Regan's brother Liam can't stand the person he is during the day. Like the moon from whom Liam has chosen his female namesake, his true self, Luna, only reveals herself at night. In the secrecy of his basement bedroom Liam transforms himself into the beautiful girl he longs to be, with help from his sister's clothes and makeup. Now, everything is about to change-Luna is preparing to emerge from her cocoon. But are Liam's family and friends ready to welcome Luna into their lives? Compelling and provocative, this is an unforgettable novel about a transgender teen's struggle for self-identity and acceptance.
This book was a real eye-opener, and on the heels of Presidential debates that (barely) touched on issues like gay rights and gender equality and a very informative vlog by the Hank half of the Vlogbrothers, it came at a good time for me: a time when I was interested in learning more about transsexuality from the viewpoint of a transsexual, and also interested in learning about what it looks like from a closer but still external viewpoint. Told from the perspective of a transsexual male-to-female's younger sister, this book informs on both those levels, which is an extremely tough thing to do.
I have to honestly say that I found the introduction of Luna's transsexuality and her sister Regan's conflicting feelings about it to be a little heavy-handed at the beginning. I loved the opening scene in which we first meet Luna and learn that Luna by night is Liam by day, but the moments after that when Regan remembers their childhood and wonders when little Liam first showed signs of identifying as a female felt like more overt backstory than I really needed. Additionally, Liam spent a lot of time at the beginning getting down on himself and crying and generally expressing how much he wanted to break free, and while I can't make any claims AT ALL to know how it really feels to literally be in the wrong body - I'm sure it is every bit as horrible as Liam says it is, and then some - strictly for the purpose of telling the story, I would have gotten more deeply into this story and found Regan's character more relatable if there were a scene or two less of that. The first time Liam said that Luna wanted to break free, I understood exactly what she meant, and it irked me that it took several more scenes of that for Regan to clue in.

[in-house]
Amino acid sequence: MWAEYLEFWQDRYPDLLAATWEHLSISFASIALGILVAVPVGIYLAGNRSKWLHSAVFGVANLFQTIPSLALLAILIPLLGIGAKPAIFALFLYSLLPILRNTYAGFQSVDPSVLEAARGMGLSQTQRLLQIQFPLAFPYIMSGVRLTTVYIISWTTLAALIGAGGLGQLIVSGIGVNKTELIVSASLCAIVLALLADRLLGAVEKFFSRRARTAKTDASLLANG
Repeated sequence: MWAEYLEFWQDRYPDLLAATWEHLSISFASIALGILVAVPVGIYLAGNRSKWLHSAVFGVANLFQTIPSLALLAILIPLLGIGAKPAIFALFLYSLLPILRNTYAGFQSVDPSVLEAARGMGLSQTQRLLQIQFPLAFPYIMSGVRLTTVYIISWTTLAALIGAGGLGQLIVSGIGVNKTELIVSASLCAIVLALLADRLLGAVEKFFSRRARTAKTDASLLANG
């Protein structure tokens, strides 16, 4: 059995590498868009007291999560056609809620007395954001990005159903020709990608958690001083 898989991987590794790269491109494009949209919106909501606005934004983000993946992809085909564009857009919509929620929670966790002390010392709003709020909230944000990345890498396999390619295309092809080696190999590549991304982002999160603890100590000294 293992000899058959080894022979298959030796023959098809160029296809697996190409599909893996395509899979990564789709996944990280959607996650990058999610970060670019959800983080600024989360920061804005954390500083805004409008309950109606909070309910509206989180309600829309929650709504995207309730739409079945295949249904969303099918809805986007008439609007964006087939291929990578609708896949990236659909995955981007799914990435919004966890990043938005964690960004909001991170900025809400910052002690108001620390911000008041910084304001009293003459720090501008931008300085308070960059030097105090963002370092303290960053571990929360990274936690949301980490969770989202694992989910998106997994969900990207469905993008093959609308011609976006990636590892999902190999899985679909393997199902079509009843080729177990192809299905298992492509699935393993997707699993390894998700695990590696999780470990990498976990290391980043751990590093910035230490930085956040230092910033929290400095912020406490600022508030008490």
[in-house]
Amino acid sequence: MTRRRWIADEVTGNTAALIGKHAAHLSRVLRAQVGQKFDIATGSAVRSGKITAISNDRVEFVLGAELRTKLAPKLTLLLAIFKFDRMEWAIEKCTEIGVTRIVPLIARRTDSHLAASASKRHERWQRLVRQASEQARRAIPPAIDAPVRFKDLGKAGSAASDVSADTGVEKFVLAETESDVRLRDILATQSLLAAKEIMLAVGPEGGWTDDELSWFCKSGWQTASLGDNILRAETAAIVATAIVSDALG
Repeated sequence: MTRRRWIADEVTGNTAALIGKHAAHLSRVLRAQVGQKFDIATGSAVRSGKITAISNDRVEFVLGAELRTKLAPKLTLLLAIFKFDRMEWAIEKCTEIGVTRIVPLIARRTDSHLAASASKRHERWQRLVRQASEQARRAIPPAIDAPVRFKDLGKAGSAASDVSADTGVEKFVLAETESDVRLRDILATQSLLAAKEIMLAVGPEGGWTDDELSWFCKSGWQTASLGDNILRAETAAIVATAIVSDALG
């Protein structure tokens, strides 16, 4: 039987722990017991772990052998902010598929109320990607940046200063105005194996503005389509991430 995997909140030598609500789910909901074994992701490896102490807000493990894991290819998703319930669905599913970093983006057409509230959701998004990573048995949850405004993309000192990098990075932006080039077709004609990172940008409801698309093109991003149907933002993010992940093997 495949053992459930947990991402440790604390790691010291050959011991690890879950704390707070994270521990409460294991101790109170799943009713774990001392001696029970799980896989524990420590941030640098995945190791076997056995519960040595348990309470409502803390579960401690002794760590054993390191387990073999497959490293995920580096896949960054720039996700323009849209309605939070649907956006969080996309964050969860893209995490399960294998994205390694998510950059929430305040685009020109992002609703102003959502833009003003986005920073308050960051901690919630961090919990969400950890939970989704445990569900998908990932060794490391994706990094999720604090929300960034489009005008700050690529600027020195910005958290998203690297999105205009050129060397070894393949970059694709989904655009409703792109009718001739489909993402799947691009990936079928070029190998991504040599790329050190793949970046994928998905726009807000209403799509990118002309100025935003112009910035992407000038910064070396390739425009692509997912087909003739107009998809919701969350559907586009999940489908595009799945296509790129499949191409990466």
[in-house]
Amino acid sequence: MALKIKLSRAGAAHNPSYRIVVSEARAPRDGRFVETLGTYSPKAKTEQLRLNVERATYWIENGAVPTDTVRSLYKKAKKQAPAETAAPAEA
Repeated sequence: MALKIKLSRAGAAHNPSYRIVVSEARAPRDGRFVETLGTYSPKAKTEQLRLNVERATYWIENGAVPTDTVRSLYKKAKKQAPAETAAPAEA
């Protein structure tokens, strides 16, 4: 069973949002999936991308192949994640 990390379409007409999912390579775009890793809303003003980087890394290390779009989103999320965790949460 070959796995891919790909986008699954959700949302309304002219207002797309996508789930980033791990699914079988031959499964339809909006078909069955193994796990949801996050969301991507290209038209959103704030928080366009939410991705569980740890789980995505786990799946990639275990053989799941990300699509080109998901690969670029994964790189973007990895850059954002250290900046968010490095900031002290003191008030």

That said, I did eventually get really into this book. I loved the extreme contrast between Regan and Luna's parents and the parents Regan babysits for, and the irony that Luna got stuck with a set of parents who are so extremely conservative and traditional and badly suited to dealing with a child who doesn't slot nicely into society's idea of "normal". Then the reaction of the parents Regan babysits for when they do find out that Liam is really Luna really highlights just how difficult it is for people who are transgender to find acceptance in the world. The scenes at the end between Luna and her best friend Alyson are honest and heart wrenching and one of the best parts of the book.
Additionally, Regan has a lot going on in her own life, and there was a good balance between moving Regan's story forward and letting us see how in a lot of ways, she was held back by feeling like she had to hide so much of her private life from her friends.
I came away from this book feeling like I understand transgendered people a little better, and also feeling like I have a few more tools in the box that will help me behave in a more sympathetic and understanding way when I meet people who are transgender. And for that alone, it's worth the read.
You can find Luna in bookstores now, or pick up a copy online at Amazon here or preferably at Indiebound here or (if you live in Canada) at ChaptersIndigo here.